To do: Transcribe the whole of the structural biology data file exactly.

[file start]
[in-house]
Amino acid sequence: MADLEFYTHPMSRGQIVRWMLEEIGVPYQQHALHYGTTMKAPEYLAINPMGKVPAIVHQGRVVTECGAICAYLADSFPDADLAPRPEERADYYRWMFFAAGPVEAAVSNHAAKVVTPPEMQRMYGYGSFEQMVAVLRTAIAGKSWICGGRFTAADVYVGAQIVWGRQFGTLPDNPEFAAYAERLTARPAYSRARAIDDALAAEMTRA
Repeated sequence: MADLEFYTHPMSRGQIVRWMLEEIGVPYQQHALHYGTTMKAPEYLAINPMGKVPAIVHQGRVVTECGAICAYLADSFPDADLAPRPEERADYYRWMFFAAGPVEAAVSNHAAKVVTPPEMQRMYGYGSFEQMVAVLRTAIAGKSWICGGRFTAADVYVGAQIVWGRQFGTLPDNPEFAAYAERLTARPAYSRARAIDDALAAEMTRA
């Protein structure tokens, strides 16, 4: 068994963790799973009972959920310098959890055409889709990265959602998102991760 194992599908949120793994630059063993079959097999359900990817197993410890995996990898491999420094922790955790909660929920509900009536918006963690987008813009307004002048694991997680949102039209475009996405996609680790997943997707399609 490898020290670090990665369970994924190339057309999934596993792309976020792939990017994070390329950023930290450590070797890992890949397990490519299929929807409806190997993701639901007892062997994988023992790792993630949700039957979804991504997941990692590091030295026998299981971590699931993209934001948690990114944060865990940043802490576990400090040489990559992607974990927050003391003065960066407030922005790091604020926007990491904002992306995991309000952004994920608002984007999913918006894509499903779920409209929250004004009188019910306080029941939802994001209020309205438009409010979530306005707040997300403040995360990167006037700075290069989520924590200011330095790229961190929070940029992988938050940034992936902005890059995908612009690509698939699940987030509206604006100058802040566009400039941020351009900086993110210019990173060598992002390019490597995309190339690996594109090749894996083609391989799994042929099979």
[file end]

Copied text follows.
[in-house]
Amino acid sequence: MADLEFYTHPMSRGQIVRWMLEEIGVPYQQHALHYGTTMKAPEYLAINPMGKVPAIVHQGRVVTECGAICAYLADSFPDADLAPRPEERADYYRWMFFAAGPVEAAVSNHAAKVVTPPEMQRMYGYGSFEQMVAVLRTAIAGKSWICGGRFTAADVYVGAQIVWGRQFGTLPDNPEFAAYAERLTARPAYSRARAIDDALAAEMTRA
Repeated sequence: MADLEFYTHPMSRGQIVRWMLEEIGVPYQQHALHYGTTMKAPEYLAINPMGKVPAIVHQGRVVTECGAICAYLADSFPDADLAPRPEERADYYRWMFFAAGPVEAAVSNHAAKVVTPPEMQRMYGYGSFEQMVAVLRTAIAGKSWICGGRFTAADVYVGAQIVWGRQFGTLPDNPEFAAYAERLTARPAYSRARAIDDALAAEMTRA
């Protein structure tokens, strides 16, 4: 068994963790799973009972959920310098959890055409889709990265959602998102991760 194992599908949120793994630059063993079959097999359900990817197993410890995996990898491999420094922790955790909660929920509900009536918006963690987008813009307004002048694991997680949102039209475009996405996609680790997943997707399609 490898020290670090990665369970994924190339057309999934596993792309976020792939990017994070390329950023930290450590070797890992890949397990490519299929929807409806190997993701639901007892062997994988023992790792993630949700039957979804991504997941990692590091030295026998299981971590699931993209934001948690990114944060865990940043802490576990400090040489990559992607974990927050003391003065960066407030922005790091604020926007990491904002992306995991309000952004994920608002984007999913918006894509499903779920409209929250004004009188019910306080029941939802994001209020309205438009409010979530306005707040997300403040995360990167006037700075290069989520924590200011330095790229961190929070940029992988938050940034992936902005890059995908612009690509698939699940987030509206604006100058802040566009400039941020351009900086993110210019990173060598992002390019490597995309190339690996594109090749894996083609391989799994042929099979």